“I was born in cave”, Bin Hassan told me slowly and calmly when we took a 4 hour break in the middle of the first day, lying in the shade of one of the two four wheel drives that accompanied us, “and I didn’t wear any shoes until I went into the army. And now, today, I have been in Europe, I speak 5 languages, have all modern gadgets and have my own business. It feels like I have taken a gigantic step.”
Bin Hassan was dressed in his white dishdasha, a matching orange-brown turban and looked like a sultan in his grey beard. He was slightly heavy, since he wasn’t moving about by foot as he once did. Like all bedu boys he had to take and look after grazing camels, walking long distances to find something to eat. We were the same age. It made us even more comfortable with each other. Bin Hassan has experienced a lot in his life. He has seen and heard most things.
“The life of the Bedouin has changed a lot”, he said, he like all bedu (Bedu in local tongue) likes talking, it is still a favorite past time, “Today’s young kids are lazy. They don´t want to do anything. They’re spoilt. I would like to do something about that. I want to try to preserve some of the old Bedu culture. Maybe do a long trip by camel.”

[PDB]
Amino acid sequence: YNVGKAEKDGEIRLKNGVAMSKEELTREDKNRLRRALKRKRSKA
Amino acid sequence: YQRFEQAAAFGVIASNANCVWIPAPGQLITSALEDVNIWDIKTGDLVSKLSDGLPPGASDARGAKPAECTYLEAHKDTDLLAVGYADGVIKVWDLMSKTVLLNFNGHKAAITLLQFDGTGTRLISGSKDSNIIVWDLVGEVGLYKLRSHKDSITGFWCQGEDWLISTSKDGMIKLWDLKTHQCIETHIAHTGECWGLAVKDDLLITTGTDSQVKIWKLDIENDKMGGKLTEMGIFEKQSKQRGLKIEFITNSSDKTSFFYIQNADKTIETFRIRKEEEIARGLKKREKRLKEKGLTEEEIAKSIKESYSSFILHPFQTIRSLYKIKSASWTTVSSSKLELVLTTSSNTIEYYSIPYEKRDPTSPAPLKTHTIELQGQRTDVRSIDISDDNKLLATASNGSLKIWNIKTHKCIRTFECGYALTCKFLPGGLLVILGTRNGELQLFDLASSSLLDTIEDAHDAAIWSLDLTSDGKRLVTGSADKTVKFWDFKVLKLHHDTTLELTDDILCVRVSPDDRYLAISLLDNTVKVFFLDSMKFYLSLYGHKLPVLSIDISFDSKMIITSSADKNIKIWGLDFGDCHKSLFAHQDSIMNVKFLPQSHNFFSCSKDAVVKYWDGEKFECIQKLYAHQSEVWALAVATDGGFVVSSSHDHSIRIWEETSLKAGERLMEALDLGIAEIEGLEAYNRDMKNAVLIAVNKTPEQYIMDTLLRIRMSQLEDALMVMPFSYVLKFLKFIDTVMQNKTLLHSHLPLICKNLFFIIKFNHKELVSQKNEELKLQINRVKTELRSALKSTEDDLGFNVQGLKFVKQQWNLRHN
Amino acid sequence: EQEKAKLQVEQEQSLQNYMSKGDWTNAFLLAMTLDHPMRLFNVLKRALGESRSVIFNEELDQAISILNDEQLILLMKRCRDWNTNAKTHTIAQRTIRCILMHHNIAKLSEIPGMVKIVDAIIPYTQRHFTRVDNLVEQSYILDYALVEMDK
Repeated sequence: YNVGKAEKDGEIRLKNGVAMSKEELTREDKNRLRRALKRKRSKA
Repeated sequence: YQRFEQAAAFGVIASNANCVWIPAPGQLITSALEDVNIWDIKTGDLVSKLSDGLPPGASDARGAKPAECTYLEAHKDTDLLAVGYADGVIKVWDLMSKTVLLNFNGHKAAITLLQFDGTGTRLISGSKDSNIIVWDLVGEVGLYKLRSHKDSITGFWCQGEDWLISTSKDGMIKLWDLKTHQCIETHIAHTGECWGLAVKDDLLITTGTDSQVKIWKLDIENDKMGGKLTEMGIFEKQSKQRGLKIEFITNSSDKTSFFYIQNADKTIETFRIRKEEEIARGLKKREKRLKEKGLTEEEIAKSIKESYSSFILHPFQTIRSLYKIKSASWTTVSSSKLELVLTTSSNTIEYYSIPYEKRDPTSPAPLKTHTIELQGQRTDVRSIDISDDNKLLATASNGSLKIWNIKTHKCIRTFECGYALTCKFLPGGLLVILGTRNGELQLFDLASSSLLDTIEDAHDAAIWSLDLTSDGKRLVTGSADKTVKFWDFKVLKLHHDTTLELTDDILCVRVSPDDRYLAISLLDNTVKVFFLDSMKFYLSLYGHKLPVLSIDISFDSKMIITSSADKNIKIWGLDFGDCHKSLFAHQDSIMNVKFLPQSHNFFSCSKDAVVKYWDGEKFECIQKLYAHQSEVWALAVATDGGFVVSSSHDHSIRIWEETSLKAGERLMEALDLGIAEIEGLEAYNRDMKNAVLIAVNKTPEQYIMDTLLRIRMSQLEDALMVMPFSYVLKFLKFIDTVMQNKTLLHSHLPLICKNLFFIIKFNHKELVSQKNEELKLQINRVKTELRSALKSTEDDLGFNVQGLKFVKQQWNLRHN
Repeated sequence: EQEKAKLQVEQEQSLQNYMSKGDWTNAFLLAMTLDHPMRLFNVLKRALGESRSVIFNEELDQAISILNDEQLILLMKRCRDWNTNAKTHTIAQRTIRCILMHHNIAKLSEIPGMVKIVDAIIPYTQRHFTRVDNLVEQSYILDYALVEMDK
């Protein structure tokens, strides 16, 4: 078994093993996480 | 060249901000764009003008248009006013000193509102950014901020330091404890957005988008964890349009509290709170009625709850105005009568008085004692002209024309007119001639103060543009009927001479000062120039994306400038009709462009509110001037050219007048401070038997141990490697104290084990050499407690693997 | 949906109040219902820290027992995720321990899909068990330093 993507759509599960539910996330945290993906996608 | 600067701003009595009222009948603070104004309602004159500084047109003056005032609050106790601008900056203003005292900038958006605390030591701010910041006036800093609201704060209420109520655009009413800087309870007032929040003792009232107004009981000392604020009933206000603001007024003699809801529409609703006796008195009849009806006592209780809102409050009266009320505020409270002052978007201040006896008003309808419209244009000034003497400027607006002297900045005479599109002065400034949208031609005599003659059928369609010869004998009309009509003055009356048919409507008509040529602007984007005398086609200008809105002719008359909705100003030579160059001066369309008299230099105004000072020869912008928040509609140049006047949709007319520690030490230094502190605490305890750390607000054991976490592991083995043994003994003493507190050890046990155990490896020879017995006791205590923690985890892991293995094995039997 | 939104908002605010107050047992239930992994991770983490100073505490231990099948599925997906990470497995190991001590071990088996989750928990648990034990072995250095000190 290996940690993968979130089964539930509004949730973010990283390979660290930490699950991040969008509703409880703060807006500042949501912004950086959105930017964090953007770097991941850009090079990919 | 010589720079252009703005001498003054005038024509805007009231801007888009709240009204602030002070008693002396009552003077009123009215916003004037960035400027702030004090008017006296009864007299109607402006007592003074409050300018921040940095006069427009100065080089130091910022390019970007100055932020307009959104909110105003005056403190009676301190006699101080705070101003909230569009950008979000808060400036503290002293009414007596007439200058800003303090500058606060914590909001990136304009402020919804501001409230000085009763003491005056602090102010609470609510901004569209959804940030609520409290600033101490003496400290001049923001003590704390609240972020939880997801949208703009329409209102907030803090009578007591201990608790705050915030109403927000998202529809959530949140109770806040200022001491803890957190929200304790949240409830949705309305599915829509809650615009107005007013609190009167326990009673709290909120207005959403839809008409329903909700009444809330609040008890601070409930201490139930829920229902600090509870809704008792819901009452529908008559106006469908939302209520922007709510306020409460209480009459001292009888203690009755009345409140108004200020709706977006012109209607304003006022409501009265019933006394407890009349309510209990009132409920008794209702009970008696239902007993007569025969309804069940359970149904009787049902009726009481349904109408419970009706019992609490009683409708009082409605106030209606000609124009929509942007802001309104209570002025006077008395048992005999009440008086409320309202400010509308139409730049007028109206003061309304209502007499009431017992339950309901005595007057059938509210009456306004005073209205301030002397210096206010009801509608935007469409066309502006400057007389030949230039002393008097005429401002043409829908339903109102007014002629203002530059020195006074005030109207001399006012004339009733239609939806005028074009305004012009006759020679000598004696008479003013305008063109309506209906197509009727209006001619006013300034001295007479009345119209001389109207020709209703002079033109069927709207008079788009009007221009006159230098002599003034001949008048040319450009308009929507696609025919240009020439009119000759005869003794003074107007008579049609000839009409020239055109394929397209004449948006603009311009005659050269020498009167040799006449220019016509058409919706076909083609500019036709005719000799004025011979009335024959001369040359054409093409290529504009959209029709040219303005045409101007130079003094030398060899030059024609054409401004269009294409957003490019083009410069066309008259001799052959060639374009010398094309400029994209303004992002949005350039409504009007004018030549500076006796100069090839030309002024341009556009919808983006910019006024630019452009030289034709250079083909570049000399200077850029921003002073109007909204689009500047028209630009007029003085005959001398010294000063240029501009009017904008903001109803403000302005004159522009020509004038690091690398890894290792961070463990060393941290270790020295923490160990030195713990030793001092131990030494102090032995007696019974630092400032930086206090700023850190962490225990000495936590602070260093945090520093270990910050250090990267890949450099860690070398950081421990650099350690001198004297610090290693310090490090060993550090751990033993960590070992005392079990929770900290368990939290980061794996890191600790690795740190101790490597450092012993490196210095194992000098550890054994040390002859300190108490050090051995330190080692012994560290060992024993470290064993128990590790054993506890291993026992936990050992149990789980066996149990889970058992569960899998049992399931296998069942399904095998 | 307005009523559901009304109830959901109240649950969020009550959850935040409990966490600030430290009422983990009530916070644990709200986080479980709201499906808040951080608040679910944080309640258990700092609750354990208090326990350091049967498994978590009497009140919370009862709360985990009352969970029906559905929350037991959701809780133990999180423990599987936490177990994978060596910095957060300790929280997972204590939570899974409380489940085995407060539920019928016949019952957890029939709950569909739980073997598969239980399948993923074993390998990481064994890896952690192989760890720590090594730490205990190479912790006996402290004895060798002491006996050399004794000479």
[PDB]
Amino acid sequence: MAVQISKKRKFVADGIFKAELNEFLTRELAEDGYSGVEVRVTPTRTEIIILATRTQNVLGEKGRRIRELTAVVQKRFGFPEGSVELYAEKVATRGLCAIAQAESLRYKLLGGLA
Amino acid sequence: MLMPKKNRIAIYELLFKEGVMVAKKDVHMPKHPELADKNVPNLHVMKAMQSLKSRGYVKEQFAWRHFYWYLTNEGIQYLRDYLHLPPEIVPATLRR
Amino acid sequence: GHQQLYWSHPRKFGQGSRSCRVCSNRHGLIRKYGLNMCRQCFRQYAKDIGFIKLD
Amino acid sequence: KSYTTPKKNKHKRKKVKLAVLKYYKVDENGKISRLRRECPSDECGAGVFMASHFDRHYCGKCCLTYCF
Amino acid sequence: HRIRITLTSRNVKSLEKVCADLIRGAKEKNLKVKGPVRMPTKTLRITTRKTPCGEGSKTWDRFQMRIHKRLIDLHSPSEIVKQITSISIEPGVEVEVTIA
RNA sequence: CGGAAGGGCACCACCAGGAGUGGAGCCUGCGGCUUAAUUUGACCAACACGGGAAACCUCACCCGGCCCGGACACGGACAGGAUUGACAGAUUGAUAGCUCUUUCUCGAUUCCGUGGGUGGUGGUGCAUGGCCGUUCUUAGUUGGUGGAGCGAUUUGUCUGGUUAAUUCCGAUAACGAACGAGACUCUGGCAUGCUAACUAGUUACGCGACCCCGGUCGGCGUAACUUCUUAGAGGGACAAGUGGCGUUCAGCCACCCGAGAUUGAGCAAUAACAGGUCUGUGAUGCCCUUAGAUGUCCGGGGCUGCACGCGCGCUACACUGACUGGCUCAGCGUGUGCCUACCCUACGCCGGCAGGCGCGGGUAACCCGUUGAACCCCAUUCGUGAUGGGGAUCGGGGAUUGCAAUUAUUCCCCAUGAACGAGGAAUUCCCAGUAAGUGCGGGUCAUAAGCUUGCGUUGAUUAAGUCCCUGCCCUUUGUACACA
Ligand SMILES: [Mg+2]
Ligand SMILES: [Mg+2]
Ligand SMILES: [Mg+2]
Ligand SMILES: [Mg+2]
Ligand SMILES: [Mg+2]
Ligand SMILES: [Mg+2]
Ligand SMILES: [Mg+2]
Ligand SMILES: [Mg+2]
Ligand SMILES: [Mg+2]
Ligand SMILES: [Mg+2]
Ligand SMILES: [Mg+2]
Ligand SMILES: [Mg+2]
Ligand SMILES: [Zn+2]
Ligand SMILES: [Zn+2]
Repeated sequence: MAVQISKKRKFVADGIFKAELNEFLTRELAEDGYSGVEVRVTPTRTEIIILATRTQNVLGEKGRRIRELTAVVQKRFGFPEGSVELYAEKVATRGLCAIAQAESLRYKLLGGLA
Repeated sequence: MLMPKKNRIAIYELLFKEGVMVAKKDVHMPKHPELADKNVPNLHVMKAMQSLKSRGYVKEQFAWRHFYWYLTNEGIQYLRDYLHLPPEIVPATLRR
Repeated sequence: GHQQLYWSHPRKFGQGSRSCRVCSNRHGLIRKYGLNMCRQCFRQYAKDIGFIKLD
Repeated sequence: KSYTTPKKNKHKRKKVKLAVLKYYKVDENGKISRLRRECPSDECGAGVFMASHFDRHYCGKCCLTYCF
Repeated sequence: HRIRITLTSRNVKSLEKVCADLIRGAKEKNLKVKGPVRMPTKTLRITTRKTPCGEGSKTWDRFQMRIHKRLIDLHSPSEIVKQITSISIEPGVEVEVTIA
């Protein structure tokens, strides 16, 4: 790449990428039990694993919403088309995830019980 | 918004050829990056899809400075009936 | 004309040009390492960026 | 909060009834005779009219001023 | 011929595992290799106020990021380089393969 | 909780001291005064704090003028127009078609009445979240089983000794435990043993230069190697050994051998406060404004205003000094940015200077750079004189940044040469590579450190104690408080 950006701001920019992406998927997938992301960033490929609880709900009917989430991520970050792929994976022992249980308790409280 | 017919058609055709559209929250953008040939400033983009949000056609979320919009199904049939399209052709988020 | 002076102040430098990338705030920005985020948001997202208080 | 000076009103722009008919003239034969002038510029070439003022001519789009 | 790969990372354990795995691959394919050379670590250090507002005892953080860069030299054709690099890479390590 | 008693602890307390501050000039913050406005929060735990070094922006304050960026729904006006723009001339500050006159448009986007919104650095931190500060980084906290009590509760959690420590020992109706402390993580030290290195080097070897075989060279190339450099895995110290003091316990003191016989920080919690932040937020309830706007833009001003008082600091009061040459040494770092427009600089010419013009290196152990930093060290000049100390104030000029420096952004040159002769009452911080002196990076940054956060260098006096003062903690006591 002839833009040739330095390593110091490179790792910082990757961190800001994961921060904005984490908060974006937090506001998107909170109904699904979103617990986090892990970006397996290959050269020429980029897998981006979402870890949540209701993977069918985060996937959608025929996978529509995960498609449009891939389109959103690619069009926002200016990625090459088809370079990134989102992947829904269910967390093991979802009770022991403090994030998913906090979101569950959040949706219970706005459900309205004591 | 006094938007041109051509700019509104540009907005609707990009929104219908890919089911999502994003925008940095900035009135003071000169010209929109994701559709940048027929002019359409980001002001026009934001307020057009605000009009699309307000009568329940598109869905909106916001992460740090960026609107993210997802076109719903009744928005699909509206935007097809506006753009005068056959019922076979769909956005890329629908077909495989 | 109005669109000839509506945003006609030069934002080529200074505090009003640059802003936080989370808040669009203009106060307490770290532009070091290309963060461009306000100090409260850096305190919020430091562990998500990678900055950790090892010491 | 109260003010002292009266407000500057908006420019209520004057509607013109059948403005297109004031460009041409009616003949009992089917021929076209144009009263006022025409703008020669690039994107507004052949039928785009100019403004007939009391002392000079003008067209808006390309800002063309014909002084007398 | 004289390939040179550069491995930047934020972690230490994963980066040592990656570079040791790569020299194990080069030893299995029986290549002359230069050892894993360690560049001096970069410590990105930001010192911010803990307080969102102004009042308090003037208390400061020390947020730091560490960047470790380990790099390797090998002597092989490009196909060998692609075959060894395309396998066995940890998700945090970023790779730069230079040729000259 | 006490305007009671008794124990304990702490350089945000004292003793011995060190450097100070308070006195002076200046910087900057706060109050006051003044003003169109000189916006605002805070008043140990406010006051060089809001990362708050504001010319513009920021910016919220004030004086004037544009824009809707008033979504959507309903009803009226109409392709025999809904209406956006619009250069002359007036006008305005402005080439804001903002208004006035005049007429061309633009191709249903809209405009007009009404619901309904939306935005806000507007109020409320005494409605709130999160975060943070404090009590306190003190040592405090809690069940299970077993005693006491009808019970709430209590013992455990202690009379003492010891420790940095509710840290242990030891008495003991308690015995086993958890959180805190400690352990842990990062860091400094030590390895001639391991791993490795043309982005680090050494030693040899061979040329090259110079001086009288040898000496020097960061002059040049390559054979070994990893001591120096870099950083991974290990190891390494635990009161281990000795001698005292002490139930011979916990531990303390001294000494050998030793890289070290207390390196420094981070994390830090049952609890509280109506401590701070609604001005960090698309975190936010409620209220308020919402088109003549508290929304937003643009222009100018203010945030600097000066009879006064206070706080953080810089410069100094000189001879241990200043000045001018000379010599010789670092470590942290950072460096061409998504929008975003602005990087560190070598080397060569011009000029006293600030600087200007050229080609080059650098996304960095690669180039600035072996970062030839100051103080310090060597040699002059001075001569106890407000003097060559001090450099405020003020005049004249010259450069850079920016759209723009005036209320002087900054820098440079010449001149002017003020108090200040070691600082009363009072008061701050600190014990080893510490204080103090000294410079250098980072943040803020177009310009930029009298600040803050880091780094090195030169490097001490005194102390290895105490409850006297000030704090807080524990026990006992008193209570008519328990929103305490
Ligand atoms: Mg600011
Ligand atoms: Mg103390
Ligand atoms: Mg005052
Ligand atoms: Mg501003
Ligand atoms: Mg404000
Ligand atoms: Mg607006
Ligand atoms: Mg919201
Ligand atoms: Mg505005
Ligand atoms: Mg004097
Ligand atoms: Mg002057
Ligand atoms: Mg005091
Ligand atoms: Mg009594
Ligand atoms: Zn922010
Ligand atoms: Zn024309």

“Maybe we should try to pass Rub Al-Khali together?” I said.
“Yes”, Bin Hassan answered thoughtfully, “That will be a very good idea. Let us do it in true bedu style. No shoes, bare feet, just have dried meat, dates, Arabic bread and coffee with us.”
“Unsupported, no cars, no back up” I said.
“Yes” , Bin Hassan said solicitously and told Mussalam in their local tongue, mehri, he who owned Sahara, the camel and he nodded, and Bin Hassan looked at me and said: “We need him to come with us, he knows everything about camels. He lives with them and loves them. We are strong you and me, but not like him. He is very strong.”
Mussalam smiled as always. He was in his mid-fifties, lean and strong. He smoked his pipe, talked about women and marriage and grinned. He was my image of a real bedu. And did he have to show his strength on this practice run?
Yes, because it turned out immediately I sat up on this peculiar animal, which in itself is dramatic, she groaned unhappily and then we sat out cruising through these dramatic sand dunes, me being transported like a child in a zoo, by somebody holding a rope, pulling the animal. It all went well until a group of English tourists turned up and made it all into a circus by trying t get two people on Sahara. A disaster and from that time she was almost impossible to ride for me. She groaned, vomited and looked like she could bite me all the time and even for Mussalam, sitting up on her was like a small rodeo every time. So I set out on foot.
See the slideshow from my visit in Rub Al-Khali here
See the slideshow from my visit to Oman here